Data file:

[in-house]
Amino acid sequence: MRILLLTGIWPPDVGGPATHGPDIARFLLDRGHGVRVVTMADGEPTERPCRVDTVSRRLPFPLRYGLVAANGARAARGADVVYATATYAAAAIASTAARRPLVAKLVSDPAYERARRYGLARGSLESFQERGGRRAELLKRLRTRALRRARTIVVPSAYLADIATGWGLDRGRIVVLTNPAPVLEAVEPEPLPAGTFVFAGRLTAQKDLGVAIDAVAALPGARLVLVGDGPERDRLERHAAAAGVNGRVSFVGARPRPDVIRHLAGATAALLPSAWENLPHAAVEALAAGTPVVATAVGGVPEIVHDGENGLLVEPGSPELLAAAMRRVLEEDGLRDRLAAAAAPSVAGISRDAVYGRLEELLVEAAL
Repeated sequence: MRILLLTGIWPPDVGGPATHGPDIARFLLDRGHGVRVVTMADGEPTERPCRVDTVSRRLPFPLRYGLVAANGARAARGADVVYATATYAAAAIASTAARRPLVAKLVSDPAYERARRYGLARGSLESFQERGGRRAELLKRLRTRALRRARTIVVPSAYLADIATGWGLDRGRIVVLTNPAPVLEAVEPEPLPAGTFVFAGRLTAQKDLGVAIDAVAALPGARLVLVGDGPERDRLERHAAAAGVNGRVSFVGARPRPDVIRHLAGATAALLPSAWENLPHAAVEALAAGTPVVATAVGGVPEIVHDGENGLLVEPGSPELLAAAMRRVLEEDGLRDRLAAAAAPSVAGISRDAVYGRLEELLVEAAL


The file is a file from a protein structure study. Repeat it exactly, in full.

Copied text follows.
[in-house]
Amino acid sequence: MRILLLTGIWPPDVGGPATHGPDIARFLLDRGHGVRVVTMADGEPTERPCRVDTVSRRLPFPLRYGLVAANGARAARGADVVYATATYAAAAIASTAARRPLVAKLVSDPAYERARRYGLARGSLESFQERGGRRAELLKRLRTRALRRARTIVVPSAYLADIATGWGLDRGRIVVLTNPAPVLEAVEPEPLPAGTFVFAGRLTAQKDLGVAIDAVAALPGARLVLVGDGPERDRLERHAAAAGVNGRVSFVGARPRPDVIRHLAGATAALLPSAWENLPHAAVEALAAGTPVVATAVGGVPEIVHDGENGLLVEPGSPELLAAAMRRVLEEDGLRDRLAAAAAPSVAGISRDAVYGRLEELLVEAAL
Repeated sequence: MRILLLTGIWPPDVGGPATHGPDIARFLLDRGHGVRVVTMADGEPTERPCRVDTVSRRLPFPLRYGLVAANGARAARGADVVYATATYAAAAIASTAARRPLVAKLVSDPAYERARRYGLARGSLESFQERGGRRAELLKRLRTRALRRARTIVVPSAYLADIATGWGLDRGRIVVLTNPAPVLEAVEPEPLPAGTFVFAGRLTAQKDLGVAIDAVAALPGARLVLVGDGPERDRLERHAAAAGVNGRVSFVGARPRPDVIRHLAGATAALLPSAWENLPHAAVEALAAGTPVVATAVGGVPEIVHDGENGLLVEPGSPELLAAAMRRVLEEDGLRDRLAAAAAPSVAGISRDAVYGRLEELLVEAAL